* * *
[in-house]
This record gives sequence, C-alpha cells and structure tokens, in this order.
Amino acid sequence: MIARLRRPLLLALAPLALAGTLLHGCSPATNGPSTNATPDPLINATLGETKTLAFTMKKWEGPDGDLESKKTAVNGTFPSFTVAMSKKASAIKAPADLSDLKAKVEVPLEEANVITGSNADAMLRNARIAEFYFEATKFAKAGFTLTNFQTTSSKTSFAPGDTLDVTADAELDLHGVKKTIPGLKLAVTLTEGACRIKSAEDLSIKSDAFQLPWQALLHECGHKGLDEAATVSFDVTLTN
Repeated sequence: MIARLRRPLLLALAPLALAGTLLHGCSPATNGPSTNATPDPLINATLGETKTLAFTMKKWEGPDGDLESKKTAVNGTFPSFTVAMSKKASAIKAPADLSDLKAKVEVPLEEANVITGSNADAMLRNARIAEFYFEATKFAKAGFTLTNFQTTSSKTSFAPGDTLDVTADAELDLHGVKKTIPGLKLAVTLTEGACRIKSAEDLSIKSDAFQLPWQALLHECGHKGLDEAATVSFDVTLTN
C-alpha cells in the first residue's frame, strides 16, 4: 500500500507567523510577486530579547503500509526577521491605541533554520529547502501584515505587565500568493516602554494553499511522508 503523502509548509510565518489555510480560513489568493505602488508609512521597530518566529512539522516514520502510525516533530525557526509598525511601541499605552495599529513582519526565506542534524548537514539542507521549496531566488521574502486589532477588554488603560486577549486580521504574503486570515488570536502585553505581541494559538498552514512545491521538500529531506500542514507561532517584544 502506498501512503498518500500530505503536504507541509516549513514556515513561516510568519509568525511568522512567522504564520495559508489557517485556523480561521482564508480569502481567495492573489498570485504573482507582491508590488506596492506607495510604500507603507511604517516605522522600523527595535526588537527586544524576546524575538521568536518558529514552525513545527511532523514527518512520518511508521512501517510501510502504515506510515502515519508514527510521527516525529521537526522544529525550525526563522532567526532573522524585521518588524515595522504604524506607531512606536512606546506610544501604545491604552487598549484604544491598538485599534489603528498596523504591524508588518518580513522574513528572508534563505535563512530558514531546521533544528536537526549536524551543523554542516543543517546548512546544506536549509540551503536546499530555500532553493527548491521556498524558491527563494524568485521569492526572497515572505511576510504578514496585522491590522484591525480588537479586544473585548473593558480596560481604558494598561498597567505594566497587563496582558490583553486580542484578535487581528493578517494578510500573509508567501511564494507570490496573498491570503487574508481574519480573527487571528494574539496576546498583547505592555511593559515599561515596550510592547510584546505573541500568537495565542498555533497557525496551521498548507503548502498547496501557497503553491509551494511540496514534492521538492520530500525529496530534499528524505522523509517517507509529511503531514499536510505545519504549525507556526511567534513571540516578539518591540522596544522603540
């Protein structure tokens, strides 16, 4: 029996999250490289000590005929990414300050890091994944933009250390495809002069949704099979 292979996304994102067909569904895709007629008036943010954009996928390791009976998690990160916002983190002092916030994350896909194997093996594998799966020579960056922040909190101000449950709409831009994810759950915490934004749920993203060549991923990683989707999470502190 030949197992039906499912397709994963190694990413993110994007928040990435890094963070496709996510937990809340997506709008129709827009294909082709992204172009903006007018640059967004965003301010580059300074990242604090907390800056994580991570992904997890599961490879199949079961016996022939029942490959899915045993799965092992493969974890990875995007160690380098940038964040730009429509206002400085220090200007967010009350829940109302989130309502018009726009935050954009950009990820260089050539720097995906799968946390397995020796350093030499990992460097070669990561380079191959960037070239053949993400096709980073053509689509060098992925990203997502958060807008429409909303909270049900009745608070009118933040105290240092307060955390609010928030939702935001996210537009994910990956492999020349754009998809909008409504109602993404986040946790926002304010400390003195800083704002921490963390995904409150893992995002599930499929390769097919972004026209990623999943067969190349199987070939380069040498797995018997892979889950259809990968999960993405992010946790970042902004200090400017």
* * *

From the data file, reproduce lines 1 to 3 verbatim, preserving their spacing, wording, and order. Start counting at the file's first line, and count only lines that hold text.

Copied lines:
[in-house]
This record gives sequence, C-alpha cells and structure tokens, in this order.
Amino acid sequence: MIARLRRPLLLALAPLALAGTLLHGCSPATNGPSTNATPDPLINATLGETKTLAFTMKKWEGPDGDLESKKTAVNGTFPSFTVAMSKKASAIKAPADLSDLKAKVEVPLEEANVITGSNADAMLRNARIAEFYFEATKFAKAGFTLTNFQTTSSKTSFAPGDTLDVTADAELDLHGVKKTIPGLKLAVTLTEGACRIKSAEDLSIKSDAFQLPWQALLHECGHKGLDEAATVSFDVTLTN